Sometimes at the Endpaper Blog we get the unique opportunity to offer a platform to creative journallers from around the world. Today, we are excited to welcome Kimberley Dudek to the Endpaper Blog to share her personal perspective on the therapeutic benefits of journalling, particularly when it comes to sensory mental health disorders. Kim is the founder of Aspies Inc., a not-for-profit advocacy business focused on raising awareness of Asperger’s syndrome and giving those with Asperger’s a platform to tell their stories. You may also remember Kim from her role in our short document Mindfulness, Journalling and Mental Health.

You can learn about Kim and her work on her website:

Everyone struggles with emotions in life. They can overwhelm and incapacitate us, leaving even the strongest person incapable of handling daily life. When a mental health disorder is added to the person’s life, dealing with emotions becomes even harder. It is difficult enough to cope with emotions and a mental health disorder at the same time but when that disorder is invisible, the ability to cope is nearly impossible.

People with invisible sensory mental health disorders such as Asperger’s syndrome and autism struggle far more with this than the public realizes. We struggle on multiple fronts with our emotions, which stem from the stigma, isolation and bullying we face in life. 

People with mental health disorders often exhibit behaviours and traits that can cause them to be held on the fringes of society. Those with Asperger’s may exhibit behaviours such as “stimming,” tics, and full body movement as well as sudden intense sensory reactions known as meltdowns, which can create even more intense reactions by the rest of the world towards those with mental health disorders. People witnessing these types of behaviours end up stigmatizing those with mental health disorders, and thus they are seen to not fit the “social norms” and expectations of greater society. This stigma causes us immeasurable sorrow and pain.

Photo credit: Kimberley Dudek

Journalling as a form of support

People with mental health disorders can benefit enormously from journalling. Often, especially when we become nonverbal, unresponsive to others, writing things down helps us to release our feelings, thoughts, and emotions safely without harming others. A journal is like a friend. It is a place where we can write down what we are feeling in however much detail we want without fear of being ridiculed or brushed off. Emotions are very challenging for those with Asperger’s syndrome. We either feel them differently or we don’t feel them at all.  Part of the problem is that those with Asperger’s don’t see “greyscale.” When it comes to emotions, those with Asperger’s feel them to a sensorily overwhelming extreme which can cause meltdowns in many cases.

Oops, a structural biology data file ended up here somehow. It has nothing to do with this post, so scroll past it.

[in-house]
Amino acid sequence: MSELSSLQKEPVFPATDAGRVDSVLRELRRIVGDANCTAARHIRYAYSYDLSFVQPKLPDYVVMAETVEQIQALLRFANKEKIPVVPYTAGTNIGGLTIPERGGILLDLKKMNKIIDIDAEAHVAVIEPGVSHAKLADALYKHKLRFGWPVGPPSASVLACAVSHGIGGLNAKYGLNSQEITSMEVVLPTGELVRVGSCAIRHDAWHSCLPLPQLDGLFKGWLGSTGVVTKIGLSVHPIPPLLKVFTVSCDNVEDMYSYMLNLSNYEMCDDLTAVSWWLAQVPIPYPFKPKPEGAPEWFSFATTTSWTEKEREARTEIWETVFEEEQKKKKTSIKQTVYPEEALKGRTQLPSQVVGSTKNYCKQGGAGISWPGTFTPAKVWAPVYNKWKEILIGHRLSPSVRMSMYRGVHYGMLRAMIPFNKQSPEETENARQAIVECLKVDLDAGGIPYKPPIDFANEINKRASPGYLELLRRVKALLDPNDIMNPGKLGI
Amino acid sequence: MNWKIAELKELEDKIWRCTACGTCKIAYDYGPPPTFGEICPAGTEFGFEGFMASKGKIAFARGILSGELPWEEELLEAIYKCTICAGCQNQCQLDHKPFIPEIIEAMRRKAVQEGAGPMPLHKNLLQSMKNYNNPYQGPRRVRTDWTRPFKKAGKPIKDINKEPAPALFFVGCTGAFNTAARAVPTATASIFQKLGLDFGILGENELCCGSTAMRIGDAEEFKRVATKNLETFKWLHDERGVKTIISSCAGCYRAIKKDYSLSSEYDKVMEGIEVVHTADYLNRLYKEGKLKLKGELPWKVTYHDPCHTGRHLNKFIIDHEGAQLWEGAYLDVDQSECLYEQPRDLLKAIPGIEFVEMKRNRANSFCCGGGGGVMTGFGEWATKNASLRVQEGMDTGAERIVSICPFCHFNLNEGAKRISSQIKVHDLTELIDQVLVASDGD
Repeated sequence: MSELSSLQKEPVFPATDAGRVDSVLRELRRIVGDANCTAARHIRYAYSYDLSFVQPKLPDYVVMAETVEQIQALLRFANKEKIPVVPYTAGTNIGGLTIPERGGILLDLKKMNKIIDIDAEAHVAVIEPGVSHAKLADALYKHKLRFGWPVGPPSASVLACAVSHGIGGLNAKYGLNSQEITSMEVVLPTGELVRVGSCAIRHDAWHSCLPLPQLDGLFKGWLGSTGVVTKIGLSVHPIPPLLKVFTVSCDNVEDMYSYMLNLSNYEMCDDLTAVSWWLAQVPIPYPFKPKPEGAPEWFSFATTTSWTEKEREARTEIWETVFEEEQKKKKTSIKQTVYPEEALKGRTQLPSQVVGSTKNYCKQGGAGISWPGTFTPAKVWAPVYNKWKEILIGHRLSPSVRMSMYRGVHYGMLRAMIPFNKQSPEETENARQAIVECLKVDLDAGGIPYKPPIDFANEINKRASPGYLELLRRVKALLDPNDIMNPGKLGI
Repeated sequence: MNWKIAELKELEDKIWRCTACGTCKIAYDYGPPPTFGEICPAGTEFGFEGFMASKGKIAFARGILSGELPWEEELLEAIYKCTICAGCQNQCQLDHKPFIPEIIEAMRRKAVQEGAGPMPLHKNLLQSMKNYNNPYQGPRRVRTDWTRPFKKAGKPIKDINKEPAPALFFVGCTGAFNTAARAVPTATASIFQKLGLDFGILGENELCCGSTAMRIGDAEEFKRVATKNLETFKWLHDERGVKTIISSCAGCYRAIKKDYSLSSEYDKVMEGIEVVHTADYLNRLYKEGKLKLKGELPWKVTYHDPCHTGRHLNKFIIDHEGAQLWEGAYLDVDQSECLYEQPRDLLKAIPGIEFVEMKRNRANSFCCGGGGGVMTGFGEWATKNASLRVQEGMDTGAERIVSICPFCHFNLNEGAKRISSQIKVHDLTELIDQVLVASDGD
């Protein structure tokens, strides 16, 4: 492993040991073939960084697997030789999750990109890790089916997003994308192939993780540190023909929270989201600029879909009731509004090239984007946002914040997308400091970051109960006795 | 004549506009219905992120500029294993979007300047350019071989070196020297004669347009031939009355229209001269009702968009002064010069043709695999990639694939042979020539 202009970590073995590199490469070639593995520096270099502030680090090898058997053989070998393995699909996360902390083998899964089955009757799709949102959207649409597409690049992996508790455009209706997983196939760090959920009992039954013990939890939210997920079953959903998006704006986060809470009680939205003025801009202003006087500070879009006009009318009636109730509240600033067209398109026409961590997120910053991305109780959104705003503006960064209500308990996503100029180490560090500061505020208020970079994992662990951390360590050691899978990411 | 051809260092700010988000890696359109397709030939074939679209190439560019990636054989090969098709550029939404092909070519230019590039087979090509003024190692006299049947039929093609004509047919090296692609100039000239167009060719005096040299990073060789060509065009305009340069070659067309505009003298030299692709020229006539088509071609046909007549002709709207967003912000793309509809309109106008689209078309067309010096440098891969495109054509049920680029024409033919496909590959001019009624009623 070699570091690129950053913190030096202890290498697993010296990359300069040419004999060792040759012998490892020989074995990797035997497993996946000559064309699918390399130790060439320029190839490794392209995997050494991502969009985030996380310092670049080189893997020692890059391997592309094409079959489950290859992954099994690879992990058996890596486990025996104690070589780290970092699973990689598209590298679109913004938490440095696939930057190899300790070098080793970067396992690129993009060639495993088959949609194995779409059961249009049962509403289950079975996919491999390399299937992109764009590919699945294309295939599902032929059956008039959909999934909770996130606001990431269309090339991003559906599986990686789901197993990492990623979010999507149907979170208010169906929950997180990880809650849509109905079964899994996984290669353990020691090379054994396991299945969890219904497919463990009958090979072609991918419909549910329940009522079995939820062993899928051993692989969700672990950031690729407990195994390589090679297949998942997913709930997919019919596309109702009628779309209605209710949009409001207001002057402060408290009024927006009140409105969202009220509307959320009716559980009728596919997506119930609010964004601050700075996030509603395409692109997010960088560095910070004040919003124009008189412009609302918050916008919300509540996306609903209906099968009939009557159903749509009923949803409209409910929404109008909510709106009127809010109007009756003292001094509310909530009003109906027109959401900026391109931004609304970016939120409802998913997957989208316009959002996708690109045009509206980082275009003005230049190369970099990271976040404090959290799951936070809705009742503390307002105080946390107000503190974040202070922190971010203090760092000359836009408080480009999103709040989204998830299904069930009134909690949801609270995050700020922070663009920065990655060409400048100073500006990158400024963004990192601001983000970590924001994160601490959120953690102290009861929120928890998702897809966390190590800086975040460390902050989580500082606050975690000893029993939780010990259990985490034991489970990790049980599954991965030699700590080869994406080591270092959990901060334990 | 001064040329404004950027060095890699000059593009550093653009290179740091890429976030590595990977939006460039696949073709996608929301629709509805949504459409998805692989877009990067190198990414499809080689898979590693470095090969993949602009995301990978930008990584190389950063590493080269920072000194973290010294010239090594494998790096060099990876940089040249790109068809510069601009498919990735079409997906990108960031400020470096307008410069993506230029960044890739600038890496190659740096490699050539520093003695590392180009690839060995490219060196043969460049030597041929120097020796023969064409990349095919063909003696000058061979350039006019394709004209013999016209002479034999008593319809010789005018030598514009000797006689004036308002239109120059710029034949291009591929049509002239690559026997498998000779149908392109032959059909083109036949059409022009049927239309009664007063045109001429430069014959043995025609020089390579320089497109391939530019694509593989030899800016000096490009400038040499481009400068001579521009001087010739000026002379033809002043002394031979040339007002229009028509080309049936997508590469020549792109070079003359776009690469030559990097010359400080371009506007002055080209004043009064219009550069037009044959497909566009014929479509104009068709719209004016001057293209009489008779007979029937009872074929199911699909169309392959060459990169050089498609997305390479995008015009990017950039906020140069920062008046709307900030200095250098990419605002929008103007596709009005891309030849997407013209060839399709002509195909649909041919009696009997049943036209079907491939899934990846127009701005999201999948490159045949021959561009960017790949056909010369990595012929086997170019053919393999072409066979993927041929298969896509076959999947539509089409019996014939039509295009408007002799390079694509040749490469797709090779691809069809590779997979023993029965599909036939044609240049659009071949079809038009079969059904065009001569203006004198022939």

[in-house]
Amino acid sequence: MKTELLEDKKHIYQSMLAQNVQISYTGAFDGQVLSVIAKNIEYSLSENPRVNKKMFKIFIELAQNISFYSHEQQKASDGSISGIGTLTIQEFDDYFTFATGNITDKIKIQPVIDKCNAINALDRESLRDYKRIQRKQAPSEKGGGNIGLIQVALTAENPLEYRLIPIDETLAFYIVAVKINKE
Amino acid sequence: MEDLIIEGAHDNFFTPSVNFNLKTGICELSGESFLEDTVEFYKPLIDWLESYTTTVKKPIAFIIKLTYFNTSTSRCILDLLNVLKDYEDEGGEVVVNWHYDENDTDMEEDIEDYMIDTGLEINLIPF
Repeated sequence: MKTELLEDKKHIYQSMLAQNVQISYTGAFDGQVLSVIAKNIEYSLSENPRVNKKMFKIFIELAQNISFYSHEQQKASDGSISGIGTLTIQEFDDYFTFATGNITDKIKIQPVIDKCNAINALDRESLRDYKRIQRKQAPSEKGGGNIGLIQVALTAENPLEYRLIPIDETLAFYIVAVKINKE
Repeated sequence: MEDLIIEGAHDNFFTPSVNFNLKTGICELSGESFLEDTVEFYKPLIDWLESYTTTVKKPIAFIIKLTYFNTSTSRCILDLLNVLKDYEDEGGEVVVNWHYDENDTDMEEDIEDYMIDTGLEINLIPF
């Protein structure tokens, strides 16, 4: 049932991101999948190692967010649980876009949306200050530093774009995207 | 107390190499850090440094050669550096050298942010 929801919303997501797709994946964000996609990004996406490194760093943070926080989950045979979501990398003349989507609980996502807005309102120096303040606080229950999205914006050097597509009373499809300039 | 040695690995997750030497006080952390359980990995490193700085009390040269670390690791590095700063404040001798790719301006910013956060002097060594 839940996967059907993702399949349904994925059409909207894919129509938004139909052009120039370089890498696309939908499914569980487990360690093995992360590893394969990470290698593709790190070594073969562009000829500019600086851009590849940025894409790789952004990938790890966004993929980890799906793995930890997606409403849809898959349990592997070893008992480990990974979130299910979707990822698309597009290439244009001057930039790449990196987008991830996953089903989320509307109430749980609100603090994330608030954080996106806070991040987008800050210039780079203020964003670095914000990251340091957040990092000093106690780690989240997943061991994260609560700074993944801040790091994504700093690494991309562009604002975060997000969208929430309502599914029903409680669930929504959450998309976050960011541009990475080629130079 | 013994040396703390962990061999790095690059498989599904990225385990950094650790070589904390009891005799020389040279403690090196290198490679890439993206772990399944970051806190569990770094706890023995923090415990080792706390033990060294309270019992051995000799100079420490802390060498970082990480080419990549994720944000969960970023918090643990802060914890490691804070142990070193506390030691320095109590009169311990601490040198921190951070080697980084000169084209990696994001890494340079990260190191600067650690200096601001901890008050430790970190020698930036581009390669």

Being overwhelmed by emotions – particularly the softer emotions such as love and compassion – is frightening to us because we are not used to them. A journal then also becomes a place to release our fears and go through anything else we may experience. Journalling also helps us in a myriad of other ways. When we get into fights with others from which we struggle to recover, when we feel overwhelmed in general…or as in a personal situation of mine, when a friend of mine ended up in the hospital suddenly… I recall that day in 2018 when I woke up. I was browsing through social media, and found a post from my friend’s fiancé, saying that my friend was in the hospital and was very sick…my heart broke so badly it wasn’t funny. Besides reaching out to everyone I knew to ask for help, prayers, etc., my journal, in combination with the gym, healthy eating, and meditation, became my way of taking care of myself during this time of distress. I used my journal to help curb the fixative behavioural aspect of my disability, which I knew would be a problem at a time like this. It was a huge help and a big relief to have a safe space to just let go.

Whether dealing with mental health disorders, illness, or other problems, journalling is a practice that everyone should do. It benefits our health in all ways including mental and emotional. It is also beneficial to those who work with and care for those with disabilities.

For those who may scoff at journalling, thinking it girly or geeky, etc, I encourage them to try it at least once… You may be surprised at the unexpected results.

Has journalling helped you overcome tough times?

Mental health affects us all. If you or someone you know needs help, you are not alone. 

Call 1-800-273-8255 for the National Suicide Prevention Lifeline in the United States or 1-833-456-4566 for Crisis Services Canada.

Outside of North America, please visit the International Association for Suicide Prevention for a database of resources:


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